If girls had this knowledge then I believe that at least some of them would more accurately identify fertile days in their cycles and at least some unintended pregnancies would be prevented. When a girl knows that mucus on the toilet tissue means she is fertile and able to get pregnant, she may be empowered to avoid intercourse, insist on a condom if she has sex, or know if she needs to seek out emergency contraception. Or she may decide to just hang out with her girl friends. I’m not saying that fertility awareness is a magic wand. Of course, many factors influence our decision-making. But teens are capable of making wise choices when they have accurate information on which to base them.

I’ve talked to many public health nurses throughout my 20-year career as a fertility awareness instructor. They usually quibble about the effectiveness of fertility awareness as a birth control method and seem reluctant to mention the existence of cervical mucus for fear that “a little bit of knowledge is a dangerous thing.” They worry that some students, if taught fertility awareness, might screw it up, thinking they were “safe” when they were not. But the CDC report tells us that garbled understanding about how ovulation works is doing more harm than good.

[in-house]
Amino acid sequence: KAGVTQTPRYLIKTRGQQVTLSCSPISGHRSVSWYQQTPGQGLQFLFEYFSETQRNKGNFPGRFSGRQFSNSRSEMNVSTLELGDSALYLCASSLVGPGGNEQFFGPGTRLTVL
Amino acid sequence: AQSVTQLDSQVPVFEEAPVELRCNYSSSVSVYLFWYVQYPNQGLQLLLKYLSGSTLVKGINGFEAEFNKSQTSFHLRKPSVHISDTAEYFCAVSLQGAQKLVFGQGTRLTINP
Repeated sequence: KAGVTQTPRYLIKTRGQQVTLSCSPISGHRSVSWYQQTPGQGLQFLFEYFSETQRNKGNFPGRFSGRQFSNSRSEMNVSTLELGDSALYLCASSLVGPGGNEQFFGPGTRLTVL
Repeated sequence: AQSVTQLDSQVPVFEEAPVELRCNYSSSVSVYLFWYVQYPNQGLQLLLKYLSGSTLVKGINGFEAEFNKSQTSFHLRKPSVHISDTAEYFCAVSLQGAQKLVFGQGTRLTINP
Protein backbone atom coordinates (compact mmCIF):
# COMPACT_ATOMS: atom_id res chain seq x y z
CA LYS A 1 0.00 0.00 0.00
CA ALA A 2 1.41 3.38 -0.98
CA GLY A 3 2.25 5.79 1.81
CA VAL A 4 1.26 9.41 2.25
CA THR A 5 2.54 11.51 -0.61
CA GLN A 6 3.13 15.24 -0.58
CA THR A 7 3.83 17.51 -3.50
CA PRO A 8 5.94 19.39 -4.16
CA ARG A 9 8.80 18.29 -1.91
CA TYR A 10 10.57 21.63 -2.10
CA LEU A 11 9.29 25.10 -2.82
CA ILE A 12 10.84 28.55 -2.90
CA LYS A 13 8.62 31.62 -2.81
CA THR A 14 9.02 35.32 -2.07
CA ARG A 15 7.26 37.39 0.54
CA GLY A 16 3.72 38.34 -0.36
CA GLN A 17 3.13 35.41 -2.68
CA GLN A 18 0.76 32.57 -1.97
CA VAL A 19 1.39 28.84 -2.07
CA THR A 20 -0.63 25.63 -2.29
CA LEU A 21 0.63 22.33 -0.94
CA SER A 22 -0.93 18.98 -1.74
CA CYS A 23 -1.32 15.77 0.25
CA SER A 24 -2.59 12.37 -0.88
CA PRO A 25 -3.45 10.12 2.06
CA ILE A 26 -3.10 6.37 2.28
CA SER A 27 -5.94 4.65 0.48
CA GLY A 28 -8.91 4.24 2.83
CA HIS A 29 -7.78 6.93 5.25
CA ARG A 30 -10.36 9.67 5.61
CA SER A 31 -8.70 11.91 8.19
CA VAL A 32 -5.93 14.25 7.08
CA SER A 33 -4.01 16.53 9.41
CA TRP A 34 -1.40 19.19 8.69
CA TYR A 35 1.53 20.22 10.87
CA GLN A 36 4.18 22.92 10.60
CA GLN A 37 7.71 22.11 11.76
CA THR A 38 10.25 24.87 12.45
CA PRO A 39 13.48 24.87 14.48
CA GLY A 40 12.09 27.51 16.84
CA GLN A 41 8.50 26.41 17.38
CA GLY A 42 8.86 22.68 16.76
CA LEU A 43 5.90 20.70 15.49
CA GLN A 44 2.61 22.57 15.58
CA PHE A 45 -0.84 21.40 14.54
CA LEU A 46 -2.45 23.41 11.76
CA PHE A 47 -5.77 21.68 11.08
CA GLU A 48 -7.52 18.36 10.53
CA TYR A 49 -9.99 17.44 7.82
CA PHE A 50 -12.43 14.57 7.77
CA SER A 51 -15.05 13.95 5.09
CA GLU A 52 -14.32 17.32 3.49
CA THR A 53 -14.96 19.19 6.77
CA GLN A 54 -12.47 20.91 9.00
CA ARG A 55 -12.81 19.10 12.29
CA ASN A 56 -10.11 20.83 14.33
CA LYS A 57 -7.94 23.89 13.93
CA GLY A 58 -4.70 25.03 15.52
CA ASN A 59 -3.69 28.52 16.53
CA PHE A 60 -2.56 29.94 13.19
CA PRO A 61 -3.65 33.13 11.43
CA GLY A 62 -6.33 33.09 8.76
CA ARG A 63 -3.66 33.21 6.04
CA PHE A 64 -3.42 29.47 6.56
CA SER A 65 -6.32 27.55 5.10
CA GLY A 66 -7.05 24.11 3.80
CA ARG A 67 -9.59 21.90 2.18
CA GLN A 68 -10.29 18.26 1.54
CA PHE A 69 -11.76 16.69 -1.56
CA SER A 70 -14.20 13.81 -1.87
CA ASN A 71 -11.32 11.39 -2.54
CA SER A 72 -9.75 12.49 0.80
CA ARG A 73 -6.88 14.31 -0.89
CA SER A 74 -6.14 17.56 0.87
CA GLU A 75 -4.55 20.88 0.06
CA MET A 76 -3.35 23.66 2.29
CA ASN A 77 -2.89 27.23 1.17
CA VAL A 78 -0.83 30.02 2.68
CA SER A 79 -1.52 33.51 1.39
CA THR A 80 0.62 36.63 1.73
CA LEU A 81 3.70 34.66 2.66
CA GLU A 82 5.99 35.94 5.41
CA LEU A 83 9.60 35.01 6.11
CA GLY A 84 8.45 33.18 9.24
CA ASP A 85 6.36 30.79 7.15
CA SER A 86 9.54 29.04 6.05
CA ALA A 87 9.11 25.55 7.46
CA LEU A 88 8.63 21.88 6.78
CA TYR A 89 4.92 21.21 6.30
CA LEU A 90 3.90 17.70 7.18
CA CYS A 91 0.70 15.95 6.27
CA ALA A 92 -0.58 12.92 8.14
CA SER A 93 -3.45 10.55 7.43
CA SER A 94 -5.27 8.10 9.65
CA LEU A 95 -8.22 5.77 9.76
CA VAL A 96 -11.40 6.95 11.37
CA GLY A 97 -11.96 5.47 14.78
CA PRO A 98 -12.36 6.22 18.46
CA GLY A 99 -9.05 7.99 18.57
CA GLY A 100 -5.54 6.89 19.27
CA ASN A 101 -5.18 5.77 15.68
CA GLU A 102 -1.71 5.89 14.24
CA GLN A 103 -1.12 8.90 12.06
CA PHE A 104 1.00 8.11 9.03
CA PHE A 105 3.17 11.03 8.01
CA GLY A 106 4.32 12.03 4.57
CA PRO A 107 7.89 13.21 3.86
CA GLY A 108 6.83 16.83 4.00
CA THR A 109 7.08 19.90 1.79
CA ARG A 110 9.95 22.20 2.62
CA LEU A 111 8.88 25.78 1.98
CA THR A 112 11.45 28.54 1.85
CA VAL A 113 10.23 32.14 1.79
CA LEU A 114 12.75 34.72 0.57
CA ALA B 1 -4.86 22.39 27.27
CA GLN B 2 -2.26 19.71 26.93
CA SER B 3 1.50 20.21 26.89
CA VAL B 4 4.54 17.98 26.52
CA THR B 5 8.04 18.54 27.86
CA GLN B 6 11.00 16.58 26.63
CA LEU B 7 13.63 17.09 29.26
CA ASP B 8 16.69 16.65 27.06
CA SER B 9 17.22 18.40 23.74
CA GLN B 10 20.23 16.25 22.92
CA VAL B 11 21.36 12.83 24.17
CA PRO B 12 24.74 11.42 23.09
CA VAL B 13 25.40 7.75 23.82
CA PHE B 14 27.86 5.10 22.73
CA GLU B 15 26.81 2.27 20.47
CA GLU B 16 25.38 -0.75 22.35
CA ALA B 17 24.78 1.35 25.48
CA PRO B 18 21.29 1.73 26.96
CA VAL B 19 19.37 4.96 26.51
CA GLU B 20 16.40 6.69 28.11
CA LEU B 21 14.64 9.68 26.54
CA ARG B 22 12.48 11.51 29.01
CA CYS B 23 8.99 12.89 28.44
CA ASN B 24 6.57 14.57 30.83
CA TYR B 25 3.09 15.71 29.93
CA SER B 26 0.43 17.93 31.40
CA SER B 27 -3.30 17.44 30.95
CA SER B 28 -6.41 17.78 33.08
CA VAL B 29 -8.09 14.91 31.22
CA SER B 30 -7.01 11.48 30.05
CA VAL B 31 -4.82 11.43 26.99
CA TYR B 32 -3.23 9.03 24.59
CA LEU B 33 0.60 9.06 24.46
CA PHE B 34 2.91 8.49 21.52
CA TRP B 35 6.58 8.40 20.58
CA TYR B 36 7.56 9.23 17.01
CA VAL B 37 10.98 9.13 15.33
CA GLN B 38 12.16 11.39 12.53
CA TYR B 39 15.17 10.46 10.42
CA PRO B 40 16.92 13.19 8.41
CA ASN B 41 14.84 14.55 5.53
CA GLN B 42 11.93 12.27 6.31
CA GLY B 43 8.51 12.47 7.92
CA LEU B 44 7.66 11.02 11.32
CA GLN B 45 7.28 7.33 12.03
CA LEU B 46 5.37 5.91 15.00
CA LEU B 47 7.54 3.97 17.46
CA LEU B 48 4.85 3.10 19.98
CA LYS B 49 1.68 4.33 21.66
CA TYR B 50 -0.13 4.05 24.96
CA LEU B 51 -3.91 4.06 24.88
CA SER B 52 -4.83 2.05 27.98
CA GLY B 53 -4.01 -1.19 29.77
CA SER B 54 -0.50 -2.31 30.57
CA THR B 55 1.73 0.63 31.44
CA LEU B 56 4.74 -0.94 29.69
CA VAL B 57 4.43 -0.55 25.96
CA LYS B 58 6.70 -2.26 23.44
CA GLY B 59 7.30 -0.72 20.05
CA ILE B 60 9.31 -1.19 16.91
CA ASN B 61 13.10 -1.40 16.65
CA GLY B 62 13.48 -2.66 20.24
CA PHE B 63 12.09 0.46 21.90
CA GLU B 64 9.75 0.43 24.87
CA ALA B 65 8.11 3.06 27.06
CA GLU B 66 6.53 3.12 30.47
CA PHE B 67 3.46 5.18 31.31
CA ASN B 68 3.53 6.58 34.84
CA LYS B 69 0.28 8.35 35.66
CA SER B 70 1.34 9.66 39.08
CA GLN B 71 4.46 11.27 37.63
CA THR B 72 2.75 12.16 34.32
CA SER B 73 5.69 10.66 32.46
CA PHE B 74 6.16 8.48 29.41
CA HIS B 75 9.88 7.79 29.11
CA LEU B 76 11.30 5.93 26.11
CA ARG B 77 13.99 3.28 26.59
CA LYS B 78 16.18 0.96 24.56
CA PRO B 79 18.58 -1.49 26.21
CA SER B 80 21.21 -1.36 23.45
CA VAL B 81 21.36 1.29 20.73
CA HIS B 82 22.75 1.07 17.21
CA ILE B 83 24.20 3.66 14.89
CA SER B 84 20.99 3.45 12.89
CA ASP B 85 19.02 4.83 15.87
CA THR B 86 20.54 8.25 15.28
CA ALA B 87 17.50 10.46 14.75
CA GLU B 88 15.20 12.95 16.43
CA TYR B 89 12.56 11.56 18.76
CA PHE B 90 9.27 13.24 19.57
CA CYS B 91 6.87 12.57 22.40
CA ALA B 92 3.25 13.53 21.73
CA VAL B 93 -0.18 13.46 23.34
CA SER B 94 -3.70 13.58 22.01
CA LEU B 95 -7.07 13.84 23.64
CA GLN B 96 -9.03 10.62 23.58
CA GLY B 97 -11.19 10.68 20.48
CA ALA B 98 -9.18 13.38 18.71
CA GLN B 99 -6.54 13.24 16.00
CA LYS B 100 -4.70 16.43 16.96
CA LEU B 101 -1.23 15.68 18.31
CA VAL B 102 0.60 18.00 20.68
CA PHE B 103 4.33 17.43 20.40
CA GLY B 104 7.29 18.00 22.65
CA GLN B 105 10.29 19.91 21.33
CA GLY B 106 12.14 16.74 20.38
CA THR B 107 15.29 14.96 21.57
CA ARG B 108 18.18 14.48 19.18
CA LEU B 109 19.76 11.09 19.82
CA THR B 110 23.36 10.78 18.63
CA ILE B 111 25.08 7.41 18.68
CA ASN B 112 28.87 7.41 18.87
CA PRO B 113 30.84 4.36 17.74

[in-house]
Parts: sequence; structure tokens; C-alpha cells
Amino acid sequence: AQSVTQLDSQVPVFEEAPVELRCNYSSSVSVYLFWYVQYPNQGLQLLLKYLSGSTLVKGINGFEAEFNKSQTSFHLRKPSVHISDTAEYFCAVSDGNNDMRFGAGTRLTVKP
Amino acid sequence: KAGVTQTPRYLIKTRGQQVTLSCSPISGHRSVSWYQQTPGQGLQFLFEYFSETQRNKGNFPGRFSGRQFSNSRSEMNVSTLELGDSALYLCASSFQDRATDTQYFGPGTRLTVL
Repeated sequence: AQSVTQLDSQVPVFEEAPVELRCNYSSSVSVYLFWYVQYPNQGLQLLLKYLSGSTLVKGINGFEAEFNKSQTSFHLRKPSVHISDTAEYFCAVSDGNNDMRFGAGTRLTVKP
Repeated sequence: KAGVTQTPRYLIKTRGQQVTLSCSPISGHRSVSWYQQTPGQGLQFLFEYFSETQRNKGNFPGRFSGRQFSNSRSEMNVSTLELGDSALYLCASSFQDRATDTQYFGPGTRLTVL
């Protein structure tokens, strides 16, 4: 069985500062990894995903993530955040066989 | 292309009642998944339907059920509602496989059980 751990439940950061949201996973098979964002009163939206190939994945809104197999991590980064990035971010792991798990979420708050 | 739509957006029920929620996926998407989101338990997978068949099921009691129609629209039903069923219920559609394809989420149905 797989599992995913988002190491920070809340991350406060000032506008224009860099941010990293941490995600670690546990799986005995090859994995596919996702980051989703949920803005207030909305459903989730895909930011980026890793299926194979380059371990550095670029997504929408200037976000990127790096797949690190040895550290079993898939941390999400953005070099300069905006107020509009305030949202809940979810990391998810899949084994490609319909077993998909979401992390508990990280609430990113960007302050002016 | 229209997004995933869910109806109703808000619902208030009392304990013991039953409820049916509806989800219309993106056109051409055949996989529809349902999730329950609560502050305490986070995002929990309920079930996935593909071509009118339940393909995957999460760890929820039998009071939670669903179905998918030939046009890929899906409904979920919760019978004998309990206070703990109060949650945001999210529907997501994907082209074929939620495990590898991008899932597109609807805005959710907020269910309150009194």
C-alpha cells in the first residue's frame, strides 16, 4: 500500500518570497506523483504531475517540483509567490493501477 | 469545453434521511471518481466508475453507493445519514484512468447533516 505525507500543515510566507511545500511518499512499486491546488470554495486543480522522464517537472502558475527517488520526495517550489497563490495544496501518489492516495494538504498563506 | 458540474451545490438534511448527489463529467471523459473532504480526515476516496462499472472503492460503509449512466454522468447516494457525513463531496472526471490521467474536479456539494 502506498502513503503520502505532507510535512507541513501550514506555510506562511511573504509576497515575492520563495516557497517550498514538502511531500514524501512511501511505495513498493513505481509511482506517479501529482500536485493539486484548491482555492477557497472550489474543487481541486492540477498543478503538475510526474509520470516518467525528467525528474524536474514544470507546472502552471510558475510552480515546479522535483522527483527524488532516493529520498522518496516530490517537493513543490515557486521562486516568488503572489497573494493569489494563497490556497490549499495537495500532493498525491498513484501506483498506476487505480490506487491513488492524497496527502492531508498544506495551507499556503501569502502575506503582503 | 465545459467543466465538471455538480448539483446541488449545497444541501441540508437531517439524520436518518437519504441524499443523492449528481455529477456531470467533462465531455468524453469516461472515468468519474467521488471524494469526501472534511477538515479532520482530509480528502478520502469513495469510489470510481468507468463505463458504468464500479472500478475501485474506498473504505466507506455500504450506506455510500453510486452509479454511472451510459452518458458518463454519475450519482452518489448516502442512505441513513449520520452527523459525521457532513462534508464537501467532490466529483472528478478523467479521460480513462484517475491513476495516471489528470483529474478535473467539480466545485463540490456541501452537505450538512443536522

I hasten to reassure my public health colleagues that I am not proposing we teach teenagers natural birth control. What I’m proposing is the awareness part, that we correct this critical gap in teenagers’ knowledge by explaining that mucus is an obvious sign of fertility.